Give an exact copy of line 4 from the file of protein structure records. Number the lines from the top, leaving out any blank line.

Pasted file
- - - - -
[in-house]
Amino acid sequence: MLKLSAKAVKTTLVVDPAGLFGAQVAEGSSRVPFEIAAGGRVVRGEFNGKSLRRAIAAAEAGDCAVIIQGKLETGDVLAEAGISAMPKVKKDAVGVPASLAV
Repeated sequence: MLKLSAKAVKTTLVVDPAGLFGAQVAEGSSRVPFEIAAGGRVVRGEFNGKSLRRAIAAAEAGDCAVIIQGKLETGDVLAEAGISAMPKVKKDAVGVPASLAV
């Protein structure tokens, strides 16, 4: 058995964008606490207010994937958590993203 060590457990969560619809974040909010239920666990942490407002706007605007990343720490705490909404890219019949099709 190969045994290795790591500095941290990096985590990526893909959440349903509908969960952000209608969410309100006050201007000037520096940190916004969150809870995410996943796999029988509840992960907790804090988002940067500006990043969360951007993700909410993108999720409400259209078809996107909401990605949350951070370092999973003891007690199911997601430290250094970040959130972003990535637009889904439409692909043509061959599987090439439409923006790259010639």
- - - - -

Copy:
């Protein structure tokens, strides 16, 4: 058995964008606490207010994937958590993203 060590457990969560619809974040909010239920666990942490407002706007605007990343720490705490909404890219019949099709 190969045994290795790591500095941290990096985590990526893909959440349903509908969960952000209608969410309100006050201007000037520096940190916004969150809870995410996943796999029988509840992960907790804090988002940067500006990043969360951007993700909410993108999720409400259209078809996107909401990605949350951070370092999973003891007690199911997601430290250094970040959130972003990535637009889904439409692909043509061959599987090439439409923006790259010639």